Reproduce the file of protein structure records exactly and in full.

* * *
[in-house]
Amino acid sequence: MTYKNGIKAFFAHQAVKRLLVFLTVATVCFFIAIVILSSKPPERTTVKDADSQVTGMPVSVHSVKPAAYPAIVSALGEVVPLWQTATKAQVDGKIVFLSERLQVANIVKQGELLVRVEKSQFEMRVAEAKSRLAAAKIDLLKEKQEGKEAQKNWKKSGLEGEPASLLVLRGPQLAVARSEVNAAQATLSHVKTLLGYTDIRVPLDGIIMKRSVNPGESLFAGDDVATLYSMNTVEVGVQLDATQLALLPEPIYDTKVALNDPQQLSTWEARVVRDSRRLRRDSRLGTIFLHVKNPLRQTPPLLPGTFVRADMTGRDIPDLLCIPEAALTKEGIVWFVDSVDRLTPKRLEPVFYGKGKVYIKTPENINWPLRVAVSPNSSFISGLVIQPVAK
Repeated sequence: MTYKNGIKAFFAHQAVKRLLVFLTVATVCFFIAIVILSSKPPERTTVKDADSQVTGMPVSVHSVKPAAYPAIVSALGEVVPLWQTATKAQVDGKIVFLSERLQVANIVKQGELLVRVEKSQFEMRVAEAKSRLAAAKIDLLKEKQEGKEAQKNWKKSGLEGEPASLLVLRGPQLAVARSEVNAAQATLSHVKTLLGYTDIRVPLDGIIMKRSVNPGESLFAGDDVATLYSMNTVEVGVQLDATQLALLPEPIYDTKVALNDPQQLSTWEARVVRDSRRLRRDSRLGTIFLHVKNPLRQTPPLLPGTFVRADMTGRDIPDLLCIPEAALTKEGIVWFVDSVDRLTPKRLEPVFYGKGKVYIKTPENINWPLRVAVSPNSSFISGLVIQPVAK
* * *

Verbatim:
[in-house]
Amino acid sequence: MTYKNGIKAFFAHQAVKRLLVFLTVATVCFFIAIVILSSKPPERTTVKDADSQVTGMPVSVHSVKPAAYPAIVSALGEVVPLWQTATKAQVDGKIVFLSERLQVANIVKQGELLVRVEKSQFEMRVAEAKSRLAAAKIDLLKEKQEGKEAQKNWKKSGLEGEPASLLVLRGPQLAVARSEVNAAQATLSHVKTLLGYTDIRVPLDGIIMKRSVNPGESLFAGDDVATLYSMNTVEVGVQLDATQLALLPEPIYDTKVALNDPQQLSTWEARVVRDSRRLRRDSRLGTIFLHVKNPLRQTPPLLPGTFVRADMTGRDIPDLLCIPEAALTKEGIVWFVDSVDRLTPKRLEPVFYGKGKVYIKTPENINWPLRVAVSPNSSFISGLVIQPVAK
Repeated sequence: MTYKNGIKAFFAHQAVKRLLVFLTVATVCFFIAIVILSSKPPERTTVKDADSQVTGMPVSVHSVKPAAYPAIVSALGEVVPLWQTATKAQVDGKIVFLSERLQVANIVKQGELLVRVEKSQFEMRVAEAKSRLAAAKIDLLKEKQEGKEAQKNWKKSGLEGEPASLLVLRGPQLAVARSEVNAAQATLSHVKTLLGYTDIRVPLDGIIMKRSVNPGESLFAGDDVATLYSMNTVEVGVQLDATQLALLPEPIYDTKVALNDPQQLSTWEARVVRDSRRLRRDSRLGTIFLHVKNPLRQTPPLLPGTFVRADMTGRDIPDLLCIPEAALTKEGIVWFVDSVDRLTPKRLEPVFYGKGKVYIKTPENINWPLRVAVSPNSSFISGLVIQPVAK